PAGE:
By Scott A. McKeown
| May 2, 2012
Item of Information Limit Accounts for Practical Realities

Item of Information Limit Accounts for Practical Realities


Supplemental Examination (SE) is a mechanism of the AIA that is designed to effectively cure inequitable conduct via a new post grant proceeding of the USPTO. This mechanism, effective September 16, 2012 will be available to all issued patents.

In operation, SE allows a Patentee to submit very detailed explanations of potential issues that may render the patent invalid under an inequitable conduct theory. Upon submission of Substantial New Questions of patentability (SNQs) detailing such potential defects, the Office will reconsider or correct such information; that is to say the Office will perform a “supplemental examination.” Once such issues are considered, any patent issuing as a result of the SE would be free of inequitable conduct charges based on the same issues considered in the SE.

In the proposed rules to implement SE, the USPTO has limited the number of "items of information" for presenting a SNQ to 10. Public comments directed to this implementation detail have been largely negative.

A few days back, the Director more or less made clear that this limitation will remain in the Final rules.

In justifying the 10 item limitation, the Director explained:
The supplemental examination procedure was designed to provide patentees with a quick and decisive examination of items that were overlooked during the patent’s original prosecution. So quick in fact, that the AIA set a three-month period for us to conduct and conclude a supplemental examination after a request is filed. That’s just three months to determine if any of the items of information raise a substantial new question of patentability.

In order to meet this timeframe, we have proposed a limit of 10 items of information that a patent owner can submit to the USPTO for consideration in each request. The purpose of this limit is to strike a balance between the needs of the patent owner and the ability of the Office to timely conclude the proceeding. That said, we did not limit the number of issues that these 10 items of information can raise, nor did we limit the number of separate supplemental reexamination requests that a patentee can file.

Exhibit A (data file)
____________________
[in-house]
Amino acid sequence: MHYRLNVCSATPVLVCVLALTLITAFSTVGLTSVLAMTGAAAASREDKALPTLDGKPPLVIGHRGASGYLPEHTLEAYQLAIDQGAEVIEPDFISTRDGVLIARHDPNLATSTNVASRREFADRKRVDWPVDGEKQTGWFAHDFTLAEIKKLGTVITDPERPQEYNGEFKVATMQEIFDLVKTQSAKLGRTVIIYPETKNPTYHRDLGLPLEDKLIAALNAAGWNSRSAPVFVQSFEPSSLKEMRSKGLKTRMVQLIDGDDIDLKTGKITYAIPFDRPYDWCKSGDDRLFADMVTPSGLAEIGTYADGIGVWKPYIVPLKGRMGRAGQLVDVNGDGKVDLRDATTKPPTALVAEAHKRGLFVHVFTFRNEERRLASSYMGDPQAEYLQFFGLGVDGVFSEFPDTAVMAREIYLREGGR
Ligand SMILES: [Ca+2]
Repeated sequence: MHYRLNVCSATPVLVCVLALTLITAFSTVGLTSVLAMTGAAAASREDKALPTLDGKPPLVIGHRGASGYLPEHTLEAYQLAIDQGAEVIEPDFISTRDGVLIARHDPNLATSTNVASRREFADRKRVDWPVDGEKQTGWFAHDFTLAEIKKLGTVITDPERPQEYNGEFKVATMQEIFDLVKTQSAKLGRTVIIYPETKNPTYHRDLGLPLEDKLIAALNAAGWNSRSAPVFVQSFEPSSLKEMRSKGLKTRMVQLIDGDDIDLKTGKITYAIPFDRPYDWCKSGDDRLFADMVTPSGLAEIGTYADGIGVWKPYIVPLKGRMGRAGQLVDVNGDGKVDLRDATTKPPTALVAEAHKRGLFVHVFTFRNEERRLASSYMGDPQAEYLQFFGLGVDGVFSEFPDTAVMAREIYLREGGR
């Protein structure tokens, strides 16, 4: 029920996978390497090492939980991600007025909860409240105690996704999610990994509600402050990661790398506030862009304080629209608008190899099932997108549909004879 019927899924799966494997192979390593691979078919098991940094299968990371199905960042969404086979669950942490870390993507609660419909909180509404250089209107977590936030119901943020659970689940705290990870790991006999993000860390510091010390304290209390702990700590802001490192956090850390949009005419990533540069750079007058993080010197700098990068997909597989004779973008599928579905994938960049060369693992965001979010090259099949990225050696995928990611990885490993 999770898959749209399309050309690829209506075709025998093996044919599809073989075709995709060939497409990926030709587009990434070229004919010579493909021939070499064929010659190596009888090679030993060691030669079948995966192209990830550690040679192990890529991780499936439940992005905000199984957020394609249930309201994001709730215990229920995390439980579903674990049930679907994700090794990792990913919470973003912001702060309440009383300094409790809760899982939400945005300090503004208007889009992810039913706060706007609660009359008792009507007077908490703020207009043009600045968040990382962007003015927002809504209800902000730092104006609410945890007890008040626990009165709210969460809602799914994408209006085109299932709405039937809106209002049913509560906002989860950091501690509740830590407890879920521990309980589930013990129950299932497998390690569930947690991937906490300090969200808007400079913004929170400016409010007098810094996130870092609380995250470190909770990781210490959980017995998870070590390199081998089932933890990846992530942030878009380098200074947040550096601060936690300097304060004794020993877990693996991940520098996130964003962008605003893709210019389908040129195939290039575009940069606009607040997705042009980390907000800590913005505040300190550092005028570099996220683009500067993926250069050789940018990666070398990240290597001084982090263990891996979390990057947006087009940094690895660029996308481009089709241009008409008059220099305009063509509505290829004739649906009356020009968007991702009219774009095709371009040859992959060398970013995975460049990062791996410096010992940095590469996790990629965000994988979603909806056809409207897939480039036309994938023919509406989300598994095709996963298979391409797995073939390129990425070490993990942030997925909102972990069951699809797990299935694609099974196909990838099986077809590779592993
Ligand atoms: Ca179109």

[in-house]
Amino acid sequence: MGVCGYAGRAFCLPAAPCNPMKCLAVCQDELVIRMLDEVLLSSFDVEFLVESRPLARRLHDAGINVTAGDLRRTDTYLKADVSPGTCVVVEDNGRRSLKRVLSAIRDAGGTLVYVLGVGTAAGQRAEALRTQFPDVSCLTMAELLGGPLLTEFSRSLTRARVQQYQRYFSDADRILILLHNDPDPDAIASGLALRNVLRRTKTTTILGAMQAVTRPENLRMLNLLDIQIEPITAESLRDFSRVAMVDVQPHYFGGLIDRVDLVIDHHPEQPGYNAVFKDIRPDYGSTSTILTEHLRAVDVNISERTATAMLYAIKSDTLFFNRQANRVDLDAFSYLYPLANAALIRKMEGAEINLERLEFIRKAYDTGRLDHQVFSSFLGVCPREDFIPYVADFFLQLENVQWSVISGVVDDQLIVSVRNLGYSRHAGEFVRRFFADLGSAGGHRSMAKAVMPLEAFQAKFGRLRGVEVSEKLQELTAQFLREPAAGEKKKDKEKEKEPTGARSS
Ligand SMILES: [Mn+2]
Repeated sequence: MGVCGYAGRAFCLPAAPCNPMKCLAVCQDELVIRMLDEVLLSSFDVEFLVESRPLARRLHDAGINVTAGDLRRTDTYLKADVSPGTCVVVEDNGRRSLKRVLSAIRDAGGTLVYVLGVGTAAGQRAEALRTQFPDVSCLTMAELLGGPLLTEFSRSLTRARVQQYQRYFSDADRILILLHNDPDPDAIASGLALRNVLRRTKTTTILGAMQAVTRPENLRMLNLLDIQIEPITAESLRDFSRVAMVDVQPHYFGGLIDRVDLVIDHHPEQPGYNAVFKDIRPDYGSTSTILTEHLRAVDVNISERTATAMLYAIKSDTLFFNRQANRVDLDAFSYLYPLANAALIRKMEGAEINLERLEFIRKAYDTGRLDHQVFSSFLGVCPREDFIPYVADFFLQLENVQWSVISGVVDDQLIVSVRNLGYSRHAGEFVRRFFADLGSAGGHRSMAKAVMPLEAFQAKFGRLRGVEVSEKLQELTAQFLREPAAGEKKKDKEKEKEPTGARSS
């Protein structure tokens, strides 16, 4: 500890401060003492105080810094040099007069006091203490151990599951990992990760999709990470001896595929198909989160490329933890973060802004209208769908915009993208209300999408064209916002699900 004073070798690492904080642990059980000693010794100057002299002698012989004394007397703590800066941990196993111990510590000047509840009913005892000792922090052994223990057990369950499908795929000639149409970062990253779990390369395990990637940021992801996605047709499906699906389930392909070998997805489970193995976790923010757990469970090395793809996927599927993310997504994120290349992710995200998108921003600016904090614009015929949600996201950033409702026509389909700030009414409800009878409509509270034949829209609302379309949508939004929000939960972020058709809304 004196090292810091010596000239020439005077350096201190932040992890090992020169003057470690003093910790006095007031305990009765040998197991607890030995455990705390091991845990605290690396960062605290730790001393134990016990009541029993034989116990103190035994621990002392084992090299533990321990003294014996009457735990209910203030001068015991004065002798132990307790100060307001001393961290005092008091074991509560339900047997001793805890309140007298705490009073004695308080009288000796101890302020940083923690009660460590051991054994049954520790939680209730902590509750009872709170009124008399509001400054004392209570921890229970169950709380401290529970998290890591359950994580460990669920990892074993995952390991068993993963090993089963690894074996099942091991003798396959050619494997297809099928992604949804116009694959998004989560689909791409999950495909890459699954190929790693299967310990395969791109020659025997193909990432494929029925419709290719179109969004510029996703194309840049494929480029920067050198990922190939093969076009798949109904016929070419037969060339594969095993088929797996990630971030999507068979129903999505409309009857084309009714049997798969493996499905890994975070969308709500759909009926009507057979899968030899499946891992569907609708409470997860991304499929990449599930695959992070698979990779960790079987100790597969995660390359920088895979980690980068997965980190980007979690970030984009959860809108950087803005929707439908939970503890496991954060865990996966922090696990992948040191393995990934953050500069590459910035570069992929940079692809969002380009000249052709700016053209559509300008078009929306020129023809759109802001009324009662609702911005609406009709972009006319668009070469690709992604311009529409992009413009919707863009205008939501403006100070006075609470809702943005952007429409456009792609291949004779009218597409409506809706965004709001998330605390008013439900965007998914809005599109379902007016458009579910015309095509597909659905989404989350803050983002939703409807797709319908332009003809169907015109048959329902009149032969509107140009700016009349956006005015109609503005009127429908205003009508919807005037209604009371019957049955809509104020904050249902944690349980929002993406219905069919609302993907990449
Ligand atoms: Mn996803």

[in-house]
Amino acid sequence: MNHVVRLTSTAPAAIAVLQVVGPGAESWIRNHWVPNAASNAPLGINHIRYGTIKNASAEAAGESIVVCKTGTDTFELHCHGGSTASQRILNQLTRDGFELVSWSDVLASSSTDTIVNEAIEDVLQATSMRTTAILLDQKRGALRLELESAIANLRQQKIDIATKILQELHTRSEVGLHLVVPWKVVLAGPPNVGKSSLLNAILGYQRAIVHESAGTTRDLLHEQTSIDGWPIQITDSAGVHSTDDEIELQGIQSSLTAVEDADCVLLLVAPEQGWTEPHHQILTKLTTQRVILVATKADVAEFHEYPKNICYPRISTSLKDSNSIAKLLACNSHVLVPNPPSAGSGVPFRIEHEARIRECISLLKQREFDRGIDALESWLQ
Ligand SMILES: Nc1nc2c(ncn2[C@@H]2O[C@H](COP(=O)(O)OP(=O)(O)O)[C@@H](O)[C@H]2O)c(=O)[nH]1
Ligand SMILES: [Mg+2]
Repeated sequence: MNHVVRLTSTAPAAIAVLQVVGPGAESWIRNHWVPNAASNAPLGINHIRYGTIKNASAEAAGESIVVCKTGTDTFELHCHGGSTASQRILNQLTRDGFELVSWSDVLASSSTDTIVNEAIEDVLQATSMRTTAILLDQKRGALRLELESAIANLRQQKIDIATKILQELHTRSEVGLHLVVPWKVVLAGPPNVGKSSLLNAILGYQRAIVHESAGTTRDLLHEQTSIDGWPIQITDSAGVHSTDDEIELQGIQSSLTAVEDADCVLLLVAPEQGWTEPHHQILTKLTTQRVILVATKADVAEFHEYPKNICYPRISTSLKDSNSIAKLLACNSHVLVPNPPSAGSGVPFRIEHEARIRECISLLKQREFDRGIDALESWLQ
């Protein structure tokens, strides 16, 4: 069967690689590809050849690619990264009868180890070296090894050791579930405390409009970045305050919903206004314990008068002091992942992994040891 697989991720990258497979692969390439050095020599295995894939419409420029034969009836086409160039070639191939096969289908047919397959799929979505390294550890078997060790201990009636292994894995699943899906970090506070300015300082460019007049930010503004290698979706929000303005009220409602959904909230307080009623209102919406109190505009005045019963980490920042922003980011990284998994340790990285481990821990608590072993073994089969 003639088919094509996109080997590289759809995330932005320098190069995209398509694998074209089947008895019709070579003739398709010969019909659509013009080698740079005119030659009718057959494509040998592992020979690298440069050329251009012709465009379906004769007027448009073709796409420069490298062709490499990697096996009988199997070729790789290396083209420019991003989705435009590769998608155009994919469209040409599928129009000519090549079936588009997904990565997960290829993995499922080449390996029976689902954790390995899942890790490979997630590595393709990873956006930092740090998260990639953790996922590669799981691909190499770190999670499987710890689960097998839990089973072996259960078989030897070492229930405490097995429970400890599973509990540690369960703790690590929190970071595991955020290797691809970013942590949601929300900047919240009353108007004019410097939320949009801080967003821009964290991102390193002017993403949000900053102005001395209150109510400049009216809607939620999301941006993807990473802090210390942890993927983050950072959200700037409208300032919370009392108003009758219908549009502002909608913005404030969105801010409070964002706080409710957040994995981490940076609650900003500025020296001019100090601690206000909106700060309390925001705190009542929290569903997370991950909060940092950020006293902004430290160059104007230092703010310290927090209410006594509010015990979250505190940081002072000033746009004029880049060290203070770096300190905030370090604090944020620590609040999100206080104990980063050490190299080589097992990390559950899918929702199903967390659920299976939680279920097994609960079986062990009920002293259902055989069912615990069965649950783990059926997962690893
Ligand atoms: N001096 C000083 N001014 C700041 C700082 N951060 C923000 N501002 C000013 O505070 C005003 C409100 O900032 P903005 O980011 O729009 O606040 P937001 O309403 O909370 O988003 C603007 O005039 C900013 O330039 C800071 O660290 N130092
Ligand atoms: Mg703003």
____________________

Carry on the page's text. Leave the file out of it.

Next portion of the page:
Following publication of the proposed rules, the Office received a number of suggestions requesting us to accept more than 10 items of information in a single supplemental examination request. While we're still considering this and all of the other input we have received, I wanted to share with you the factors the Office took into consideration in proposing a limit of 10 submissions.

First, far fewer than 10 prior art documents form the basis for most inequitable conduct allegations. In fact, we are unaware of any publicly reported inequitable conduct dispute involving more than 10 items of information – if you know of one, please let us know. Second, in over 85 percent of the requests for ex parte reexamination, the requester cites 10 or fewer items for consideration by the Office. Third, the Office was very mindful of the time necessary for examiners to analyze the items of information submitted, particularly since the items are not limited to patents and printed publications, and each item may raise multiple issues.

Accordingly, limiting the number of items of information to 10 will help the USPTO establish a procedure that is not only practical, but also one enabling an examiner to fully, comprehensively, and timely analyze all submitted items of information and issues to accurately determine whether there is a substantial new question of patentability.

The Office would seem to be on solid ground here.

A more interesting question is, post-Therasensewhether or not SE is a risk worth taking at all.
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